Hall of Fame songwriter Diane Warren has sold millions of records and earned a Grammy, Emmy, Golden Globe and multiple Billboard awards. But how to put this … she hasn’t won an Oscar. Yet. That’s certainly not to diminish the accomplishment of receiving her 10th nomination this year, for “I’ll Fight,” from the nominated documentary “RBG.” One thing’s for sure: Warren has a sense of humor about it all as she looks back on her greatest awards hits.
Let’s start with the first one …
“Nothing’s Gonna Stop Us Now.” I remember, 1988. I was a lot younger. [It’s from “Mannequin.”]
Did the nomination blow your mind?
Oh, yeah. It still does. I’m never gonna sit back and go, [blasé] “Oh, yeah, I got nominated .…” It’s amazing, are you kidding me? I mean, it’s really amazing the first time. And it was for a movie about a guy who was [dating] a mannequin, let’s be real. “So let’s write a love song about it!” [laughs] I wrote it with my friend Albert Hammond. I remember being really excited, going to my first Oscars and wearing a really ugly outfit I thought was a really cool outfit.
Did it have big shoulders?
Of course it did. I have all the class photos. It’s like a school photo, except with Steven Spielberg and all those people in it.
Then there was, like, a nine-year gap ….
But then I made up for lost time. [She scored five nominations in six years.]
The second was “Because You Loved Me” [from “Up Close and Personal,” 1996] …
I remember writing it and thinking it was better than me. “I have to catch up to that song.” I went with Clive Davis as my date. There’s only a couple of times I was bummed I didn’t win. Everything else, I’m like, “Whatever.” “Because You Loved Me,” I really thought that was gonna win. After, we went to Jerry’s Deli and I ate, like, two orders of French fries to drown my sorrows.
I’d argue the next two might be the best known.
Oh, yeah, “How Do I Live” [from “Con Air,” 1997] and “I Don’t Want to Miss a Thing” [from “Armageddon,” 1998]. Yeah. “How Do I Live” is probably the most successful song I’ve had in my entire life. [LeAnn Rimes and Trisha Yearwood each had massive hits with it].
Then, of course, [“I Don’t Want …”] is the biggest hit Aerosmith’s ever had. I was surprised they even wanted to do it. It’s a very vulnerable lyric. All those women’s husbands or boyfriends wouldn’t say that, but there you’ve got Steven Tyler with all his tattoos, singing that to them. Both of those were, like, boy movies with girl songs in them. Kinda smart.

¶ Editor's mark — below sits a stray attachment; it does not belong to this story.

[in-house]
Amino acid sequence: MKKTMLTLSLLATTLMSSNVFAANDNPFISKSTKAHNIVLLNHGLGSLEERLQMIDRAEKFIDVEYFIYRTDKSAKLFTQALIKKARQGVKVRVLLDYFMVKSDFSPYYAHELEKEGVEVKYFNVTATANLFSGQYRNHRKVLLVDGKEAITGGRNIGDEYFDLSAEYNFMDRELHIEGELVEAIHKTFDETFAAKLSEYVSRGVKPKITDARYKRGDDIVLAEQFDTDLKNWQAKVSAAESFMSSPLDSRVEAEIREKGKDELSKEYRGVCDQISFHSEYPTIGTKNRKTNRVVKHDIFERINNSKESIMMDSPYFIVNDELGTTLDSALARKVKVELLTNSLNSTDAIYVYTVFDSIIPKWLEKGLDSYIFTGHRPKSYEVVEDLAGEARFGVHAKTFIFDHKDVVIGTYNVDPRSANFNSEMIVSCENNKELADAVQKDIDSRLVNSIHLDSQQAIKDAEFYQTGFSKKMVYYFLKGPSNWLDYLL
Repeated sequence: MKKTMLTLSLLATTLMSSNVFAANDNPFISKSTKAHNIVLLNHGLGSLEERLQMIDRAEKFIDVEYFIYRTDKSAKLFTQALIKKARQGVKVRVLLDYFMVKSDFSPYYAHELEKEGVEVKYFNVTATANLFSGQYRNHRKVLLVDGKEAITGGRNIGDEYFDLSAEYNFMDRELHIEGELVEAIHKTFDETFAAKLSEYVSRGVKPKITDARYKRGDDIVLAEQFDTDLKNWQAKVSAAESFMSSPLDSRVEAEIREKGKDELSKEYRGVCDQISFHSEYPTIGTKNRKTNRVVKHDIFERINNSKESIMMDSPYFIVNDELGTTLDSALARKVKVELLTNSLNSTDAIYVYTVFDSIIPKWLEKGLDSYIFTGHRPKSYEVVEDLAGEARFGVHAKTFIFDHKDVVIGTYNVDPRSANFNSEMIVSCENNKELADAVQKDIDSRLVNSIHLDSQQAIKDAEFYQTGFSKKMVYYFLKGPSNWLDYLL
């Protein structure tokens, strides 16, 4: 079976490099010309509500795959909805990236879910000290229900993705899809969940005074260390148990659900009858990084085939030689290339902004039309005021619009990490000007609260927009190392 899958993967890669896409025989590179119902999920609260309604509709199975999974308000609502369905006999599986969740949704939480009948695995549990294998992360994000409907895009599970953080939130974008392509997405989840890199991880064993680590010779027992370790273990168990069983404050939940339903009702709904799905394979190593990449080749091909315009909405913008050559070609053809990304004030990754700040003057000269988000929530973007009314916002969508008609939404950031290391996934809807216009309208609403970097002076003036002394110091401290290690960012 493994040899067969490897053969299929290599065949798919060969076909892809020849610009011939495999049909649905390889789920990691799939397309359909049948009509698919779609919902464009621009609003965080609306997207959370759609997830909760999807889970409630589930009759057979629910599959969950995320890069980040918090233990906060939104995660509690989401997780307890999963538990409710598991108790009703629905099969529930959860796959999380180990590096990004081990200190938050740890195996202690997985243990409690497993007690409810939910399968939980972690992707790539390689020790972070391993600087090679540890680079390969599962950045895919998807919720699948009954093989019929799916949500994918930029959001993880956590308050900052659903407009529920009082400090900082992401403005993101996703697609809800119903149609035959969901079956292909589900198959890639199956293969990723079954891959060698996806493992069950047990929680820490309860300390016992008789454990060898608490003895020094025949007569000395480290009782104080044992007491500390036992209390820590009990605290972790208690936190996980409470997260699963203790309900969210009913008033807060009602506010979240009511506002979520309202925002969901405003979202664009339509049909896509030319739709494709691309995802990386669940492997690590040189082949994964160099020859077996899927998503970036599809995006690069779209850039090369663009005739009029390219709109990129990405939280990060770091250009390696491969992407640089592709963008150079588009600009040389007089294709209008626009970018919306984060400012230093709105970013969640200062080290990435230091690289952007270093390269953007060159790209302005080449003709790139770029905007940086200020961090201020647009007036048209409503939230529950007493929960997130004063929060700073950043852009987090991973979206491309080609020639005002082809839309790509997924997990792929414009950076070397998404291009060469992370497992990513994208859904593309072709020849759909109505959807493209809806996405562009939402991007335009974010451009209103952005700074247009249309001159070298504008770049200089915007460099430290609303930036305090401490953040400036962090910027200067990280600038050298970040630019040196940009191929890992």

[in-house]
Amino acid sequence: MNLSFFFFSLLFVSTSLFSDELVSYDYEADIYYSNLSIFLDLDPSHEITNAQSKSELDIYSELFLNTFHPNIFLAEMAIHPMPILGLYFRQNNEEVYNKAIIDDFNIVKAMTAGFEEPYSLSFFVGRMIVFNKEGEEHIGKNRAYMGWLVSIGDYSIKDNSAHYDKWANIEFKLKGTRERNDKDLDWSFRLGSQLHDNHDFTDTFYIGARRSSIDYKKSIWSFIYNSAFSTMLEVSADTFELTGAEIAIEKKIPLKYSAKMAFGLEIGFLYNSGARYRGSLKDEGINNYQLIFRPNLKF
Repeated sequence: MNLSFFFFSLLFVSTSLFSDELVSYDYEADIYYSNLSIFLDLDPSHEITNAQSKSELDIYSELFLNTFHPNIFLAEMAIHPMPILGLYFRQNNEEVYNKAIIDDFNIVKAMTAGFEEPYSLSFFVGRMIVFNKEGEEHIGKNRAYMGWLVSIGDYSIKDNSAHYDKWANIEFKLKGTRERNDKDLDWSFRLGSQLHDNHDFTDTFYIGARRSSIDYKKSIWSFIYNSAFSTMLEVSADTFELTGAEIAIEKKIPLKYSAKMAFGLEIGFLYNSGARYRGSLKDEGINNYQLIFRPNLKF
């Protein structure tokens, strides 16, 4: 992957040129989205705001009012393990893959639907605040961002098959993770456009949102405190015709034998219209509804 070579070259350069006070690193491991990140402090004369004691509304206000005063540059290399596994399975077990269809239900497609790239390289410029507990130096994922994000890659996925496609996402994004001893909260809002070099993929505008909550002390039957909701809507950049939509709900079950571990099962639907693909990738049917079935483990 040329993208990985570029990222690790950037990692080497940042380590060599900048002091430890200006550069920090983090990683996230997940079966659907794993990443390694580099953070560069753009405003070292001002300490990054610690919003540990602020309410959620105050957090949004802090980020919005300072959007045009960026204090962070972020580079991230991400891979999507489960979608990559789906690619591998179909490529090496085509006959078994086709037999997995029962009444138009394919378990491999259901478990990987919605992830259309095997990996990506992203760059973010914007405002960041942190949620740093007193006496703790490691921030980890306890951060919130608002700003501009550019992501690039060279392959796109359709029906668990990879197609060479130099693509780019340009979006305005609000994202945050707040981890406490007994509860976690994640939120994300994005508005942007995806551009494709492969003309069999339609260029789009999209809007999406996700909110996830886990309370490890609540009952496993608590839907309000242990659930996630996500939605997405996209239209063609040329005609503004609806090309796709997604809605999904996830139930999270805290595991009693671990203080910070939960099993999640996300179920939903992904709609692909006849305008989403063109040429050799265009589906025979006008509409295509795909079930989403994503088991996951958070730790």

Have they haunted you?
Oh, no, no. I love hearing my songs on the radio. I’m not jaded. I’ll hear covers on YouTube where they flip the whole arrangement; I love them.
Which of the others have had a meaningful life-after?
I wouldn’t have known the cultural impact “Til It Happens to You” [written with Lady Gaga, from “The Hunting Ground,” 2015] could have had. The song, the documentary, Gaga’s Oscar performance, people have said they all helped people talk about sexual assault. I’ll give [director] Catherine Hardwicke credit for the genius video she made. It’s like a little movie in itself. It went crazy viral.
Nothing’s more powerful than music. It’s visceral. You can’t think about it. I had been molested when I was a kid. I told my mom in her later years. I never told my dad. That song got me talking. So even me, right? The writer. But the fact is, music’s powerful. I’m proud of that song.
What did you need to get into the Ruth Bader Ginsburg song, “I’ll Fight?”
Her fighting spirit. When you see the documentary, she’s so soft-spoken. But what she’s saying carries. It’s loud and it’s powerful. Getting Jennifer Hudson — that’s like her vocal avatar. She might speak softly, but if you get a diva, that’s like her translator — ‘Aaaahhh!’
For your 10th nomination to be about her ...
To be associated in any way with Ruth Bader Ginsburg, it’s an honor. I want to write the lyrics up and frame them and give them to her as a present. She has to live another 100 years.
It never gets old. It’s my 10th, double digits, I’ve lost every time, and it could happen again, but it’s all good … because the songs have impact. The songs reach people.